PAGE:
This PA’s situation was complicated in that his patient was seriously devoted to a vegetarian diet. Eventually the patient gave this up and started eating chicken and fish. Was this the magic bullet for my patient? The answer is no, but it did help stabilize her hypoglycemia reactions and to control her Candida - essentially through starving them. This was a step in the right direction. Carbohydrate pounding is for the birds.

Eventually, MATN cured herself of CFS and disappeared off the board. Once in a blue moon she revisits it and posts a renewed plea for others to follow her way. MATN’s strictures are not for everyone - as it is a tough road. In our case, the dietary changes have brought some long-term improvements to various metabolites, and a sense of a stronger foundation.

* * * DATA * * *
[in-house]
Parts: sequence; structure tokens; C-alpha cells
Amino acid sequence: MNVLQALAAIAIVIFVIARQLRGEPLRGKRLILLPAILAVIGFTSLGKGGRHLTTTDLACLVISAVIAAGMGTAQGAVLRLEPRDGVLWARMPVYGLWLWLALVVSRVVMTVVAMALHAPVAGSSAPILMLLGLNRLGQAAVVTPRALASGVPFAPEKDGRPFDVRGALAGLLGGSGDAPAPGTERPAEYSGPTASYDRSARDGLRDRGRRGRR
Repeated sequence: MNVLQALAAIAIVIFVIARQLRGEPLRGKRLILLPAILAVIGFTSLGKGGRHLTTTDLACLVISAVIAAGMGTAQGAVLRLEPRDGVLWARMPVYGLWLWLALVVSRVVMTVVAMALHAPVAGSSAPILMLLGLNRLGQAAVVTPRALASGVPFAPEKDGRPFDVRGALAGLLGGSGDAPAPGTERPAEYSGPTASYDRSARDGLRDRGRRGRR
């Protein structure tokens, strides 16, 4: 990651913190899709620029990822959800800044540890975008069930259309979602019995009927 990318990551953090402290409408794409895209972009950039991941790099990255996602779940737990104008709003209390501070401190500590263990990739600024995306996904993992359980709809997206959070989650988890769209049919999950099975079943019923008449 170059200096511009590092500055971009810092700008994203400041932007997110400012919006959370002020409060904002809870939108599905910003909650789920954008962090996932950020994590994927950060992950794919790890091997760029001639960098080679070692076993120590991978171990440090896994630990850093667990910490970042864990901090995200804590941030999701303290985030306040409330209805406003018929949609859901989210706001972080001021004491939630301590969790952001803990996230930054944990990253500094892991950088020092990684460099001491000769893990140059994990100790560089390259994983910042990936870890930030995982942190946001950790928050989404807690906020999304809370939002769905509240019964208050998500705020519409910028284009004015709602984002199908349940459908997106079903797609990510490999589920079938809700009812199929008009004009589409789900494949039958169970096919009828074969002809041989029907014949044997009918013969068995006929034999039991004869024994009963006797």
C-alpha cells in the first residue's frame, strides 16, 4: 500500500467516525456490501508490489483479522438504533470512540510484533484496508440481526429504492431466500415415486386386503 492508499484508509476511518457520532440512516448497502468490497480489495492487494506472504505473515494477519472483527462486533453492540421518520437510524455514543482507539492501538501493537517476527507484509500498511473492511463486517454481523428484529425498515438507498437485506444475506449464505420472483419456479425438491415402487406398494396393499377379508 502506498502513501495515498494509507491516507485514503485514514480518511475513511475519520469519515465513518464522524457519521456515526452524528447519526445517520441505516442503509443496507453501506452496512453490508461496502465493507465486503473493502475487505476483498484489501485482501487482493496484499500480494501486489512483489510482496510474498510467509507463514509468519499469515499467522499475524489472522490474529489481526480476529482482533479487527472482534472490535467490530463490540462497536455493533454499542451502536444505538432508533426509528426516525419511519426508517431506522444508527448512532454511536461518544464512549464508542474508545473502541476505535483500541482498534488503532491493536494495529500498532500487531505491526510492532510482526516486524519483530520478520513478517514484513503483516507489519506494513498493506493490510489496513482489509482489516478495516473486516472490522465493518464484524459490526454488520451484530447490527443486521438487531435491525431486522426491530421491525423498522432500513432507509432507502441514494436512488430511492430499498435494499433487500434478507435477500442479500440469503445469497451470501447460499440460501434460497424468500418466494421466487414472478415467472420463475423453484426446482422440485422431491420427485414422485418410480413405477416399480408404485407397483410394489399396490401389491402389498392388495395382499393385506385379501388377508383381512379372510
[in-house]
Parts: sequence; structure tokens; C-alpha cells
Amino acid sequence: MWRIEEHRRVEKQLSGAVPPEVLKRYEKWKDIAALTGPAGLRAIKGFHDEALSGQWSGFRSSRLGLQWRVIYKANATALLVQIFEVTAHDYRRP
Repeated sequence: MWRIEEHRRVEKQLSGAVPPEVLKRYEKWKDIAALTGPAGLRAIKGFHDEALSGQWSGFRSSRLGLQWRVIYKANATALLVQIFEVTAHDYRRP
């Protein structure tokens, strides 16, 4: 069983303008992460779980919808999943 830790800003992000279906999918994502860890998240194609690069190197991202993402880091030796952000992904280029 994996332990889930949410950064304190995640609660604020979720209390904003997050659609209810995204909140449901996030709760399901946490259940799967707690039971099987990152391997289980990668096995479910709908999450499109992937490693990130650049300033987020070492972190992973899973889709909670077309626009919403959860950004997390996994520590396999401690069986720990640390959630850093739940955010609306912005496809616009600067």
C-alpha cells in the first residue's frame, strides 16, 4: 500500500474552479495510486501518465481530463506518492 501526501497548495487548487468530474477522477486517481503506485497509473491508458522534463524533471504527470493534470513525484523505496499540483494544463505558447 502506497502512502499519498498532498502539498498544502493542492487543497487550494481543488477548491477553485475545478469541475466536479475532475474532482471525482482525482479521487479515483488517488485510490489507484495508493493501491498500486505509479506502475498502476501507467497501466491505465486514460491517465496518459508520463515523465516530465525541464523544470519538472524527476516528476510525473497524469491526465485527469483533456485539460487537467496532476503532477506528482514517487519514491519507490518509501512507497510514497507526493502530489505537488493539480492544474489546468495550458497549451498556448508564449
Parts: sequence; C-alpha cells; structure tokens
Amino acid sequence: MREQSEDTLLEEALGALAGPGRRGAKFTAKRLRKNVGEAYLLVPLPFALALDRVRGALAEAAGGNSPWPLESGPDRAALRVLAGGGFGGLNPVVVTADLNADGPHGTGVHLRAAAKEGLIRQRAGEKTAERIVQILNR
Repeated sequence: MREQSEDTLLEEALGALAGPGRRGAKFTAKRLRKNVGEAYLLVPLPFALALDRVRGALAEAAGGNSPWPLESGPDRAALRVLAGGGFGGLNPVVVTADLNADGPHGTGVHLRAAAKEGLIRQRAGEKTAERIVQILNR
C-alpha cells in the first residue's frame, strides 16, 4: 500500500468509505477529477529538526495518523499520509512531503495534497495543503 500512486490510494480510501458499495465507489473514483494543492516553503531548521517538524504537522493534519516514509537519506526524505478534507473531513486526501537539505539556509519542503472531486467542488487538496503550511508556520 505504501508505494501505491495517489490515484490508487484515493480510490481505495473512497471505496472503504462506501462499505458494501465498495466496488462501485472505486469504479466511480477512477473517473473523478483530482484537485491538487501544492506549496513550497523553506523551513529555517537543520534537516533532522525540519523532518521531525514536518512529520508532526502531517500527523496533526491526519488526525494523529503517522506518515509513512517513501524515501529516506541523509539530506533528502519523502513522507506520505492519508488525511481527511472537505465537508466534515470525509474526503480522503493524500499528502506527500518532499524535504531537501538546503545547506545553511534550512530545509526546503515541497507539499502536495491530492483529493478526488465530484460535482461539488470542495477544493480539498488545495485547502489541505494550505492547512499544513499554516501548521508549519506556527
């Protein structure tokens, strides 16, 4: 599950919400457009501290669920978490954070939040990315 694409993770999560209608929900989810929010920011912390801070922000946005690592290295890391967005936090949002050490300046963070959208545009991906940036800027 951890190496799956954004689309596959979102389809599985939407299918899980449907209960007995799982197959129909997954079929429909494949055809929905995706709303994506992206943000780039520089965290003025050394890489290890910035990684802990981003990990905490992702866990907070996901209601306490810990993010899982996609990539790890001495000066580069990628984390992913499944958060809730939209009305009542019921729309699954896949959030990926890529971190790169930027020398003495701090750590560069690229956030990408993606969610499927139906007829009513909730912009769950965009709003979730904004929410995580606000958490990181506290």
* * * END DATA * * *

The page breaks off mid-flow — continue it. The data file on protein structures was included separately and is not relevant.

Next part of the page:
The posts of MATN were a Godsend - as they substantiated the instincts of this Patient Advocate. There have been other posters of note - too many to mention them all . Another important patient poster was Lisapetrison (Slayadragon), also on the old Immunesupport board. Her long and detailed daily posts highlighted the methods and attitudes of her doctor, a doctor whom my patient and Lisa share - one of the best. Lisapetrison documented her long struggle, its ups and downs, and finally chronicled her particular way of escaping the torments of this disease.

More recently, the contributions of Barrowinnovations (Catseye) have been just terrific. Barrowinnovations discovered for herself the benefit of diagnostic testing of the gut. Barrowinnovations wrote of and shared many important aspects of this disease, but it was only recently that she has focused on the testing the ecology of the gut. Her investigations into this and her writing about it have gone a long way towards giving credibility to what this PA and his patient were already doing.